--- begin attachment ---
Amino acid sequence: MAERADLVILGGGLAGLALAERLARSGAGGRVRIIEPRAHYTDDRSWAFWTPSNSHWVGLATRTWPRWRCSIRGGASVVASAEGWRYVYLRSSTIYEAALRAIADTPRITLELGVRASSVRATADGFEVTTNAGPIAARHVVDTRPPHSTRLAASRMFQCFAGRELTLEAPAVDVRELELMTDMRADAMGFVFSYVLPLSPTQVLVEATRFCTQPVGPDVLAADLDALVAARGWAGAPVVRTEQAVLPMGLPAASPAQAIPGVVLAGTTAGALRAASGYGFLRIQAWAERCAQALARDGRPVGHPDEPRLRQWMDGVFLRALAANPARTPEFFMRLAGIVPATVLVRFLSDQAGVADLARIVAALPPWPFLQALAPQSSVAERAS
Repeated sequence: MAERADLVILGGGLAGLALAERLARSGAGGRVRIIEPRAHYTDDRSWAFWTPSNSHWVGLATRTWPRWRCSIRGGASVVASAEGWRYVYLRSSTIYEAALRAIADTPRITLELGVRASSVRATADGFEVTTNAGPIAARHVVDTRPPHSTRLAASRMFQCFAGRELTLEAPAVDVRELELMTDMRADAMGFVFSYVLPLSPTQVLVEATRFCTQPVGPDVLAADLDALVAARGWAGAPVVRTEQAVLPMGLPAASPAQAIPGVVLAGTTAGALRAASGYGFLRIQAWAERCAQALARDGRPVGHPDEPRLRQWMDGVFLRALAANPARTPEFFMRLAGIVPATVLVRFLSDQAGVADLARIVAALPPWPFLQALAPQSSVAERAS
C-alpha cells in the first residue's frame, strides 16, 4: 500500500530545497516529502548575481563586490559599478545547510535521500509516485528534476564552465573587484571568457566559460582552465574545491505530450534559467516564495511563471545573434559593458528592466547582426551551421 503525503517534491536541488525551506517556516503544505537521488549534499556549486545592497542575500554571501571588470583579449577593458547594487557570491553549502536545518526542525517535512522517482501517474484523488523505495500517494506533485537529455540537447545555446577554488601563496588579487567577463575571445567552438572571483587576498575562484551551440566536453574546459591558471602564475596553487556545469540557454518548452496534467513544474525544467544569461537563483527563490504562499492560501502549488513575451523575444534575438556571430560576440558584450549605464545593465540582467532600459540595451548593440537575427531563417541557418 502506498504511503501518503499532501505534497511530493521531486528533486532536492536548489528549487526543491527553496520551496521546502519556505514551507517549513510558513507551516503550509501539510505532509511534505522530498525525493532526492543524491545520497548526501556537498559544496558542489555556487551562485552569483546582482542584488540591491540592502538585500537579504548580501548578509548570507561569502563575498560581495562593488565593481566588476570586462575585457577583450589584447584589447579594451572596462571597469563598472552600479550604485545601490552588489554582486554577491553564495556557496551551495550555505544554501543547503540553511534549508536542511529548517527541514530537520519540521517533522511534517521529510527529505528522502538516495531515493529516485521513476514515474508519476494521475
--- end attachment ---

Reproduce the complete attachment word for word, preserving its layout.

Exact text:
Amino acid sequence: MAERADLVILGGGLAGLALAERLARSGAGGRVRIIEPRAHYTDDRSWAFWTPSNSHWVGLATRTWPRWRCSIRGGASVVASAEGWRYVYLRSSTIYEAALRAIADTPRITLELGVRASSVRATADGFEVTTNAGPIAARHVVDTRPPHSTRLAASRMFQCFAGRELTLEAPAVDVRELELMTDMRADAMGFVFSYVLPLSPTQVLVEATRFCTQPVGPDVLAADLDALVAARGWAGAPVVRTEQAVLPMGLPAASPAQAIPGVVLAGTTAGALRAASGYGFLRIQAWAERCAQALARDGRPVGHPDEPRLRQWMDGVFLRALAANPARTPEFFMRLAGIVPATVLVRFLSDQAGVADLARIVAALPPWPFLQALAPQSSVAERAS
Repeated sequence: MAERADLVILGGGLAGLALAERLARSGAGGRVRIIEPRAHYTDDRSWAFWTPSNSHWVGLATRTWPRWRCSIRGGASVVASAEGWRYVYLRSSTIYEAALRAIADTPRITLELGVRASSVRATADGFEVTTNAGPIAARHVVDTRPPHSTRLAASRMFQCFAGRELTLEAPAVDVRELELMTDMRADAMGFVFSYVLPLSPTQVLVEATRFCTQPVGPDVLAADLDALVAARGWAGAPVVRTEQAVLPMGLPAASPAQAIPGVVLAGTTAGALRAASGYGFLRIQAWAERCAQALARDGRPVGHPDEPRLRQWMDGVFLRALAANPARTPEFFMRLAGIVPATVLVRFLSDQAGVADLARIVAALPPWPFLQALAPQSSVAERAS
C-alpha cells in the first residue's frame, strides 16, 4: 500500500530545497516529502548575481563586490559599478545547510535521500509516485528534476564552465573587484571568457566559460582552465574545491505530450534559467516564495511563471545573434559593458528592466547582426551551421 503525503517534491536541488525551506517556516503544505537521488549534499556549486545592497542575500554571501571588470583579449577593458547594487557570491553549502536545518526542525517535512522517482501517474484523488523505495500517494506533485537529455540537447545555446577554488601563496588579487567577463575571445567552438572571483587576498575562484551551440566536453574546459591558471602564475596553487556545469540557454518548452496534467513544474525544467544569461537563483527563490504562499492560501502549488513575451523575444534575438556571430560576440558584450549605464545593465540582467532600459540595451548593440537575427531563417541557418 502506498504511503501518503499532501505534497511530493521531486528533486532536492536548489528549487526543491527553496520551496521546502519556505514551507517549513510558513507551516503550509501539510505532509511534505522530498525525493532526492543524491545520497548526501556537498559544496558542489555556487551562485552569483546582482542584488540591491540592502538585500537579504548580501548578509548570507561569502563575498560581495562593488565593481566588476570586462575585457577583450589584447584589447579594451572596462571597469563598472552600479550604485545601490552588489554582486554577491553564495556557496551551495550555505544554501543547503540553511534549508536542511529548517527541514530537520519540521517533522511534517521529510527529505528522502538516495531515493529516485521513476514515474508519476494521475